As 11 year old boys, they had their whole lives in front of them. By a “stroke of luck” they became neighbors, but it was their mutual quest for friendship and acceptance that drew them together. The unspoken childhood law of expected uniformity set the spotlight on their differences and for a time labeled them as “outcasts” in upper-middle class suburbia. Perhaps that’s what softened the Arabic Kid’s heart toward the New Kid’s heart, and vice versa. Billy (as he was known then) and Ed forged a binding friendship that would last on into forever. That circle of friendship stretched and grew to include many others through the high school and college years, but Billy and Ed always held a special place in their hearts for one another. First girlfriends, break ups, parties, sports, first jobs, learning to drive, practical (and sometimes impractical) jokes, college, and then on into adulthood, they were always there for one another. They supported one another through the adjustments of marriage and fatherhood, the circle growing to include the brides and the babies — the wives and the kids. Their careers and families sent them off onto different paths, but the brotherly bond of friendship persevered. Whether an impromptu game of poker or a backyard barbecue they easily picked up right where they left off. Fortunately for Billy and Ed they never lived out of driving distance from one another. Even though they saw each other from time to time they always figured there would be plenty of tomorrows to plan the more frequent get-togethers and outings.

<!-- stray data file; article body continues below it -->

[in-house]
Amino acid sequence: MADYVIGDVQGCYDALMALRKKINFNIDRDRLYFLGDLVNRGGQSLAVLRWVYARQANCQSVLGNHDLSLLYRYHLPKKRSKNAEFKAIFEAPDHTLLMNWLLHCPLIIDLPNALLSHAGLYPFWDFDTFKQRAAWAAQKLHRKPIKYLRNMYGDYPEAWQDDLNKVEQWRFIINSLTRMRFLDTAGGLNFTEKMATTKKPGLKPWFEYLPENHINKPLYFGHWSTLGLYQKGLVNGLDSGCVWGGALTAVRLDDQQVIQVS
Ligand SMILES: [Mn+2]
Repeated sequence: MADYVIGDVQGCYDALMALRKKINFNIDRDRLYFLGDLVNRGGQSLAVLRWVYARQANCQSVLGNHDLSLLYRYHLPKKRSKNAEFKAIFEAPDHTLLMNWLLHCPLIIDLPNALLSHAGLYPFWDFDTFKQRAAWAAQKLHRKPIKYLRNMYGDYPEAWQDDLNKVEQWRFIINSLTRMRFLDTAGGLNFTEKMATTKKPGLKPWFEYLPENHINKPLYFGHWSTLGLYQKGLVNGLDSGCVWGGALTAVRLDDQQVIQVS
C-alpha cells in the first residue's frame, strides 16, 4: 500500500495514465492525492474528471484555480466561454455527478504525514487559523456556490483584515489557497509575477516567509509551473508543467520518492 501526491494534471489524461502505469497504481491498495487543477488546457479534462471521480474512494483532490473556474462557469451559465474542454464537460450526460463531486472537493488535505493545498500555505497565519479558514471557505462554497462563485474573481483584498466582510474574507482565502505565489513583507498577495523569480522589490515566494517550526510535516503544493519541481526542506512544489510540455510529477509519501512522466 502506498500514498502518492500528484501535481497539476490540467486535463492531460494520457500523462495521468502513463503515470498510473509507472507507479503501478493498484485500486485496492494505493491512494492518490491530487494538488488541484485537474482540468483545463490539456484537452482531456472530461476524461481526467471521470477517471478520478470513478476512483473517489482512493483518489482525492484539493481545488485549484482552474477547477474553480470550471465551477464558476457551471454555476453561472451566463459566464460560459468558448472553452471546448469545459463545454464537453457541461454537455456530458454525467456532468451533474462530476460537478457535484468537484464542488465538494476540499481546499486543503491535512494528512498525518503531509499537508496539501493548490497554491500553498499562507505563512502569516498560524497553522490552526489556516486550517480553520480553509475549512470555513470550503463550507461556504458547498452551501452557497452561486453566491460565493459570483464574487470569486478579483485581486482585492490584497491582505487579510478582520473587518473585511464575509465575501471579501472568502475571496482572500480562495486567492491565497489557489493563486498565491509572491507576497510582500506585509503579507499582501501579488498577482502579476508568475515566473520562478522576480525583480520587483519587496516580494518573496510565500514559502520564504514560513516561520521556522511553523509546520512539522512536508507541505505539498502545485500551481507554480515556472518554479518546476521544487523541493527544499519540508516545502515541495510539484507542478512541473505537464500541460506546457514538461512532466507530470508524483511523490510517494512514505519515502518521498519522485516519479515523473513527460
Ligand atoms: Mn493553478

The news that Ed was gone took the breath out of my lungs as I listened to “Billy” trying to reason with the person on the other end of the phone line. No. What? How? Why? No! Ed!? Ed?! I knew. He knew. But it didn’t and it still doesn’t make any sense — to us, to the ones left behind. The physical heart of the tender-hearted Ed had stopped beating after 41 years of faithful service, leaving behind his beautiful heart-broken wife, their 3- and 5-year-old daughters, and a sea of family and friends who will miss him dearly.